The exhibition is a revelation for those who have not been, and a rediscovery of Ani for those who have failed to prepare well enough before a visit. With or without a guide, Ani is a daunting site. Entering the city through its majestic walls you are overwhelmed by the sheer expanse and resign yourself to missing some of the buildings, unless you are planning to spend a couple of days rather than the half morning that is usually given to Ani trips. I was stunned by a photograph of the Baron Palace for instance, with its Seljuk geometric wall patterns, a contrast to the frescoes and carvings that seem to dominate the more easily accessible buildings that are on the central route of the site. The Baron Palace, the caption tells us, is the only secular structure standing in Ani, and one that bears witness to the various architectural influences the city was under through its history. After seeing the photograph, I did a double take and went back to the large aerial map locating the several ruins to see that Baron Palace is tucked away at the foot of the walls to the very right as you enter the city. Noted for the next visit.
The symbol of Ani remains, however, Surp Prikch, Church of the Holy Redeemer, looking like it is waiting for its lost half to come back. Much of the panel discussion was taken up by Surp Prkich, as it was one of the main concerns of Marr too when he came to do work in Ani. The experts now working on the building, represented on the panel by Yavuz Özkaya, have discovered that Marr's 1904-1905 "fortifications" themselves are now weak. There are graphs and sketches in the exhibition showing layers of work by Marr and the current restorers. Özkaya also told the story of how some of the much-needed columns on the façade were made from stones from Armenia, worked on by an Armenian stonemason.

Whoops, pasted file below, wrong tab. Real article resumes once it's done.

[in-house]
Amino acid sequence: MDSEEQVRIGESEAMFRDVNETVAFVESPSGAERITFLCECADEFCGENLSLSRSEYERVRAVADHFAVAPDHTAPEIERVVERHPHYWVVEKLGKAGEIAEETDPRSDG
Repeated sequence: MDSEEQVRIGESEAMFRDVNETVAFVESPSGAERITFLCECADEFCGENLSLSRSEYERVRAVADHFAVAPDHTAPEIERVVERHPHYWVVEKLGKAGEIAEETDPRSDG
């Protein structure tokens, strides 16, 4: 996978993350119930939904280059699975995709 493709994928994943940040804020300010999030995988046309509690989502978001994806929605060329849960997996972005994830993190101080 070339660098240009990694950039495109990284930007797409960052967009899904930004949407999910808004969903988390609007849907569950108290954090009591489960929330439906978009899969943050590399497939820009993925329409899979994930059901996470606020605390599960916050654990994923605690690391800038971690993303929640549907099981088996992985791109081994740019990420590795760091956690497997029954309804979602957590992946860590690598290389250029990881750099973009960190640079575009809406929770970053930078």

Another revelation about Ani comes from the local researcher Vedat Akçayöz, who has been discovering an "underground city" beneath Ani, which seems to be much older than the buildings above ground. His explorations "inside" the slopes that lead to Arpaçay have also revealed several "pigeon houses," with pigeon holes whose numbers must be in the hundreds. The photographs of these incredible structures make you realize the importance of Ani at the crossroads of trade routes, the pigeon holes corresponding, one can say, to the fiber cables that connect modern cities to one another. The underground city is now recognized as part of Ani as a UNESCO site.
Akçayöz emphasized the unfulfilled tourism potential of the site, and members of the audience were quick to voice skeptical views about what huge numbers of tourists would do to a site that is already difficult to sustain in its current state. Having had the privilege of seeing the site myself twice, I am of course with the naysayers, that maybe it is better to keep Ani moderately less-visited than some other sites. Particularly when the tourism infrastructure at the site right now is near to nil, although more and more numbers keep visiting every year. When I first visited in the summer of 2016, there must have been about 10 people on the grounds. When I went again in the January of this year, there were probably about 100 people there.
During his talk Özkaya also spoke about the camaraderie between the Armenian stonemason and the Turkish architects and workers on the field who had learned some Armenian, to speak with this artisan whose work they admired. Özkaya says Arayik Usta has been called the stonemason who will heal the wounds of Ani. It is, Özkaya says, Ani, and not least through this cooperation, that actually will heal our wounds.